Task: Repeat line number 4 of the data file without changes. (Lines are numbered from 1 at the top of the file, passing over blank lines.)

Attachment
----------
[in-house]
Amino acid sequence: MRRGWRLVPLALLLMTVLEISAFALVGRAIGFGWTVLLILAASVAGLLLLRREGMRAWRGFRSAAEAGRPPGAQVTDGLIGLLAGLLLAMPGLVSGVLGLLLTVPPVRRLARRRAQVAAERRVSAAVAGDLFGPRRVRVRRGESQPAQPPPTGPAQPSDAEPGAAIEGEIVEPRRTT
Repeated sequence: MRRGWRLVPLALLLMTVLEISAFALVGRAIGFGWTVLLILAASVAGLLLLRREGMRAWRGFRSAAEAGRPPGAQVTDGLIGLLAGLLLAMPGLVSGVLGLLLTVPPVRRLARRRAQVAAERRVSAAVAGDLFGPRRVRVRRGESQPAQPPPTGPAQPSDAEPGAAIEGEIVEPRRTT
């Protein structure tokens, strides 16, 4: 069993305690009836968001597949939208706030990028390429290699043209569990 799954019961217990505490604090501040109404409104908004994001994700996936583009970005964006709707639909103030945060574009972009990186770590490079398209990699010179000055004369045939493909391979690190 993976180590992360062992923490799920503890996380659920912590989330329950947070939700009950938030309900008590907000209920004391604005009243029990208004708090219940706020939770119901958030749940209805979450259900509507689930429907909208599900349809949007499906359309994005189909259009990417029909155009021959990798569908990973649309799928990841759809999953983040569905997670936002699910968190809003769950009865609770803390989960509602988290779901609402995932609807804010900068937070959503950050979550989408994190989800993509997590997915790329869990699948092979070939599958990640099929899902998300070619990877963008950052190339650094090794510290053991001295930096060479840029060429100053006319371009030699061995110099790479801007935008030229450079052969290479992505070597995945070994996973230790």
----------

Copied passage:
């Protein structure tokens, strides 16, 4: 069993305690009836968001597949939208706030990028390429290699043209569990 799954019961217990505490604090501040109404409104908004994001994700996936583009970005964006709707639909103030945060574009972009990186770590490079398209990699010179000055004369045939493909391979690190 993976180590992360062992923490799920503890996380659920912590989330329950947070939700009950938030309900008590907000209920004391604005009243029990208004708090219940706020939770119901958030749940209805979450259900509507689930429907909208599900349809949007499906359309994005189909259009990417029909155009021959990798569908990973649309799928990841759809999953983040569905997670936002699910968190809003769950009865609770803390989960509602988290779901609402995932609807804010900068937070959503950050979550989408994190989800993509997590997915790329869990699948092979070939599958990640099929899902998300070619990877963008950052190339650094090794510290053991001295930096060479840029060429100053006319371009030699061995110099790479801007935008030229450079052969290479992505070597995945070994996973230790």